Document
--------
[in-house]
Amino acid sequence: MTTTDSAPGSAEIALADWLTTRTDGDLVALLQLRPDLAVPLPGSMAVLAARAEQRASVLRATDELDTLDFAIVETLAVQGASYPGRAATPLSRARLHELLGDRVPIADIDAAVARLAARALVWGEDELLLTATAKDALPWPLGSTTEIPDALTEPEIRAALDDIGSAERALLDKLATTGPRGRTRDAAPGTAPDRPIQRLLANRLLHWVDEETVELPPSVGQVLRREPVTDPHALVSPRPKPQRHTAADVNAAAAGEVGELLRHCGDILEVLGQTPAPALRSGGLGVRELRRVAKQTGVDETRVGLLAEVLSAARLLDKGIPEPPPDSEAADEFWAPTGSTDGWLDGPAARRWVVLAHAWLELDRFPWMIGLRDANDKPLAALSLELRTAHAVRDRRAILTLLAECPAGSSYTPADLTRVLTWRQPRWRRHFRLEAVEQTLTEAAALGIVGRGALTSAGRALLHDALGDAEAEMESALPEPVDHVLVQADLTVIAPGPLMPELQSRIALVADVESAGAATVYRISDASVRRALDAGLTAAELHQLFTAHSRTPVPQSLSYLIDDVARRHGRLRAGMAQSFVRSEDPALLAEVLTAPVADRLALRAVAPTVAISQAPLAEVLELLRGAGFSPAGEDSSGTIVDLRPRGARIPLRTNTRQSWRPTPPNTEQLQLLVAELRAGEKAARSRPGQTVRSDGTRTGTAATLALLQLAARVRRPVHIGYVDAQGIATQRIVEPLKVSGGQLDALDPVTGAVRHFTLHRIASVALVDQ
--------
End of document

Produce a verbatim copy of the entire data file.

[in-house]
Amino acid sequence: MTTTDSAPGSAEIALADWLTTRTDGDLVALLQLRPDLAVPLPGSMAVLAARAEQRASVLRATDELDTLDFAIVETLAVQGASYPGRAATPLSRARLHELLGDRVPIADIDAAVARLAARALVWGEDELLLTATAKDALPWPLGSTTEIPDALTEPEIRAALDDIGSAERALLDKLATTGPRGRTRDAAPGTAPDRPIQRLLANRLLHWVDEETVELPPSVGQVLRREPVTDPHALVSPRPKPQRHTAADVNAAAAGEVGELLRHCGDILEVLGQTPAPALRSGGLGVRELRRVAKQTGVDETRVGLLAEVLSAARLLDKGIPEPPPDSEAADEFWAPTGSTDGWLDGPAARRWVVLAHAWLELDRFPWMIGLRDANDKPLAALSLELRTAHAVRDRRAILTLLAECPAGSSYTPADLTRVLTWRQPRWRRHFRLEAVEQTLTEAAALGIVGRGALTSAGRALLHDALGDAEAEMESALPEPVDHVLVQADLTVIAPGPLMPELQSRIALVADVESAGAATVYRISDASVRRALDAGLTAAELHQLFTAHSRTPVPQSLSYLIDDVARRHGRLRAGMAQSFVRSEDPALLAEVLTAPVADRLALRAVAPTVAISQAPLAEVLELLRGAGFSPAGEDSSGTIVDLRPRGARIPLRTNTRQSWRPTPPNTEQLQLLVAELRAGEKAARSRPGQTVRSDGTRTGTAATLALLQLAARVRRPVHIGYVDAQGIATQRIVEPLKVSGGQLDALDPVTGAVRHFTLHRIASVALVDQ